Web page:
A guide to the New East

Ostalgie: a glimpse inside the places where East Germany survives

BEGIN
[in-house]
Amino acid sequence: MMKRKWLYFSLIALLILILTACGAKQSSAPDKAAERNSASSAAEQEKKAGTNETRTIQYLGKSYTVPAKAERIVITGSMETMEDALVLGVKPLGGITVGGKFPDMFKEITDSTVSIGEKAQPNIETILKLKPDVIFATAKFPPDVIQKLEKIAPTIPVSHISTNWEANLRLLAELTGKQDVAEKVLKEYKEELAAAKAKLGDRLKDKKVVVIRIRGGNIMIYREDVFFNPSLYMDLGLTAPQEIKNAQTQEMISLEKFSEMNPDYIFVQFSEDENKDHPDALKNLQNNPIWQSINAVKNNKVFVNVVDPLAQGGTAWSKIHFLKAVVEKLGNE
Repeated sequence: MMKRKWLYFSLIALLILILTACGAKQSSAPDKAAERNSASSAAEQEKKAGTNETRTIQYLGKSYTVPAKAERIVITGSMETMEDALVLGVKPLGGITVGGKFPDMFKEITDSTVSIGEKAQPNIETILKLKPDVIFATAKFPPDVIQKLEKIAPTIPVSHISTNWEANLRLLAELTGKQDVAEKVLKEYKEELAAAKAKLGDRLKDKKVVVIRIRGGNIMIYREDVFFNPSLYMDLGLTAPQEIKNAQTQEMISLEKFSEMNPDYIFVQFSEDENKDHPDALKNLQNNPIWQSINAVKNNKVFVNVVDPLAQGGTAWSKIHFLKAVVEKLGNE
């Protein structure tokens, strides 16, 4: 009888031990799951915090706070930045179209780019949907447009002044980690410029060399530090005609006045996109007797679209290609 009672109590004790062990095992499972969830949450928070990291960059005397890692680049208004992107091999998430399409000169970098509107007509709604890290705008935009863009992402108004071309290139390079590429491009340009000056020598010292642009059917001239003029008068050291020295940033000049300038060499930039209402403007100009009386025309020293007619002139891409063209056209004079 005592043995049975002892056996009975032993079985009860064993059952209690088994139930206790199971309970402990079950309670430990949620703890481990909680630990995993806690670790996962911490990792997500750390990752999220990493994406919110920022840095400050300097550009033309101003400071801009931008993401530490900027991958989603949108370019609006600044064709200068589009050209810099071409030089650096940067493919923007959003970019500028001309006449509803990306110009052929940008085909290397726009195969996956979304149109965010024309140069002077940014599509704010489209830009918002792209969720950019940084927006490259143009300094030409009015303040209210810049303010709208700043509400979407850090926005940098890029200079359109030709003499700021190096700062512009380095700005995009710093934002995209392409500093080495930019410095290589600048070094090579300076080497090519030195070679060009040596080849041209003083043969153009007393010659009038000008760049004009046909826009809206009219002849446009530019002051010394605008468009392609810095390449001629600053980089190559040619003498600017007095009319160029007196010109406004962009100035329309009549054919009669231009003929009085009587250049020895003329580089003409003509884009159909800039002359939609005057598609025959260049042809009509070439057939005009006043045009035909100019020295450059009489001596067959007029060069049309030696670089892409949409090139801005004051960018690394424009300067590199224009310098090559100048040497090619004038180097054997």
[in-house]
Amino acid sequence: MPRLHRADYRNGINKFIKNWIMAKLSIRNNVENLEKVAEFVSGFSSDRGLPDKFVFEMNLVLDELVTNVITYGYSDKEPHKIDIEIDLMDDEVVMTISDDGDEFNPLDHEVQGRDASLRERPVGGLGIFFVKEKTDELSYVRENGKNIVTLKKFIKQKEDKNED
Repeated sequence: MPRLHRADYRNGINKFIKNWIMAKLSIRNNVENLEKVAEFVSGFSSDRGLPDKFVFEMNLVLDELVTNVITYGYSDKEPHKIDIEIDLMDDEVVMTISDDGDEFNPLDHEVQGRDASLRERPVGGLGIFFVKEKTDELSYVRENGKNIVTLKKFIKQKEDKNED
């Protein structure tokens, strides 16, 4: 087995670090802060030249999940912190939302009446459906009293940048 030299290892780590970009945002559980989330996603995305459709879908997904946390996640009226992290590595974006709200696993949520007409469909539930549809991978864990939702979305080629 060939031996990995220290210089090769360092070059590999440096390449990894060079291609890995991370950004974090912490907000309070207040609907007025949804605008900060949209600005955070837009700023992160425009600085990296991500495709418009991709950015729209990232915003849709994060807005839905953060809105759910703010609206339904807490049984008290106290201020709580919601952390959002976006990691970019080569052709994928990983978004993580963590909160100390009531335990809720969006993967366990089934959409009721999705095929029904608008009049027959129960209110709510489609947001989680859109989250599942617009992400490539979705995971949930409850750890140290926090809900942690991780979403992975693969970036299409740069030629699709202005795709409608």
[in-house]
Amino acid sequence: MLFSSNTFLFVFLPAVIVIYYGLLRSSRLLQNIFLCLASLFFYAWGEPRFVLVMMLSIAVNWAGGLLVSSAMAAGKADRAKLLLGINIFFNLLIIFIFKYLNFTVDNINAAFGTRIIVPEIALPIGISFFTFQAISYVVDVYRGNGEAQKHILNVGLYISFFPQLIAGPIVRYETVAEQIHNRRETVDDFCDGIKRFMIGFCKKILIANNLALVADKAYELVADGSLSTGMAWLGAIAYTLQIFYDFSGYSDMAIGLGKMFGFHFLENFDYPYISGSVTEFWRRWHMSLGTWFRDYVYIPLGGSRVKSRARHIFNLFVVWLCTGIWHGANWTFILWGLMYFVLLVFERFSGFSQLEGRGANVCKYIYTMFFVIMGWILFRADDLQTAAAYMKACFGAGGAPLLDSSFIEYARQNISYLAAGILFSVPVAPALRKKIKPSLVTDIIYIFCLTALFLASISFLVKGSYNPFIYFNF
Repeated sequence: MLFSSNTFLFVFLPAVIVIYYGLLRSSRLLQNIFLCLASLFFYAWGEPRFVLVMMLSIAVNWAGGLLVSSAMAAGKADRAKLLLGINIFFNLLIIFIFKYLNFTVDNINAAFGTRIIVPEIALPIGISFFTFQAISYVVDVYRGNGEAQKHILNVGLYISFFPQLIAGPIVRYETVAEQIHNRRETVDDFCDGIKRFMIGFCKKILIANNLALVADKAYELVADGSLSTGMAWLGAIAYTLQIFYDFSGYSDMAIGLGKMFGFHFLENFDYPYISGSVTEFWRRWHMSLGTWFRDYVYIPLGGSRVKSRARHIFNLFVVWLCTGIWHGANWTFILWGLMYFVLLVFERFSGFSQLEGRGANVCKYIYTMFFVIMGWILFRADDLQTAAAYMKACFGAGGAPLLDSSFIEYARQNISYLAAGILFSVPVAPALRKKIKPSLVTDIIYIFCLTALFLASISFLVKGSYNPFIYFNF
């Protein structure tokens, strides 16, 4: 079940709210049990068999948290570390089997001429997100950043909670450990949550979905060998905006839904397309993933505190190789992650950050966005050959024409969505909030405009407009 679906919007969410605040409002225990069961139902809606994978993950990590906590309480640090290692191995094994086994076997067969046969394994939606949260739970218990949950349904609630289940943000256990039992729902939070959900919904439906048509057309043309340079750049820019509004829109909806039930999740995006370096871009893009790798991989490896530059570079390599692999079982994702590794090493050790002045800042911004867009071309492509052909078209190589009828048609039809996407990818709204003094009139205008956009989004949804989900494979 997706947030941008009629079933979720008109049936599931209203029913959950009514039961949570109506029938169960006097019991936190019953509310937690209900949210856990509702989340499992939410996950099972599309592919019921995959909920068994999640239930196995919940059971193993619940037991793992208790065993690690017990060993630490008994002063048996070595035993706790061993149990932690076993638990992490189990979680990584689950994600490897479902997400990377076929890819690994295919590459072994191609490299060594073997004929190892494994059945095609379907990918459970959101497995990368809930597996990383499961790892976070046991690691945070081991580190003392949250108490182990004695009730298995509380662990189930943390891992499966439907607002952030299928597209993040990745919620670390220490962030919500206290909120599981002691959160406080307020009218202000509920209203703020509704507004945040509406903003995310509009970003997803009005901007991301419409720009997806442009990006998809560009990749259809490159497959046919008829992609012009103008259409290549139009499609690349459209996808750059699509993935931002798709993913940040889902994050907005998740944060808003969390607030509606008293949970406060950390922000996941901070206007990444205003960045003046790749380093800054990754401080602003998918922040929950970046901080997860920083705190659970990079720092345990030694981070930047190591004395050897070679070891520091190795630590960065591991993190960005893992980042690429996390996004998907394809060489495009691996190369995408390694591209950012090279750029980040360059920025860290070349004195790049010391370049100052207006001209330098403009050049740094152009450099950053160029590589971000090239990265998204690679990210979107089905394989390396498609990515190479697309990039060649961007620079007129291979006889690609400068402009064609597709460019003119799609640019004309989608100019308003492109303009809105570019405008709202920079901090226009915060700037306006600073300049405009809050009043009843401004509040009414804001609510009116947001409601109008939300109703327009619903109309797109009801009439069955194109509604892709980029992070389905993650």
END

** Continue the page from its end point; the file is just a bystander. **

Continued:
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The Berlin Wall came down exactly 28 years today. Yet even now, it’s not unusual to hear the question: “Which part of Berlin are you from?” Originally from St Petersburg, documentary photographer Elena Khovanskaya has been living in eastern Berlin for the last 10 years, and has met many people who miss the quality of life in the GDR (in German, DDR, Deutsche Demokratische Republik), when there were job security, free kindergartens, free public services, high-quality goods and low-cost transport. “In their eyes, they not only lost their former country but their faith in the future,” says Khovanskaya, whose latest photo series explores the phenomena of “ostalgie” — nostalgia for old East (“ost”) Germany. The project has taken her beyond official places such as crossing points, prisons, factories and administrative buildings, and inside more intimate spaces like cafés, hotels and homes which remain unchanged by time. Moreover, she discovered there are more than 900 GDR brands still in existence today, and specialised shops even sell GDR produce like Spreewald pickles, Bautzner mustard and the cult GDR soft drink, Club Cola. Compared to her native country, there are a lot more museums in East Germany that deal directly with this recent history, the photographer says: “In eastern Germany, the history of the GDR is documented in plenty of public as well as private museums. There is also the so-called Stasi Record Agency that was founded in 1990 and working to this day. I have found only few, and mostly rather small, Russian museums dedicated to its communist past and life back then. Though of course there are still plenty of communist monuments and architecture in Russia, and you’re bound to meet people who tell you life was better in those days.”

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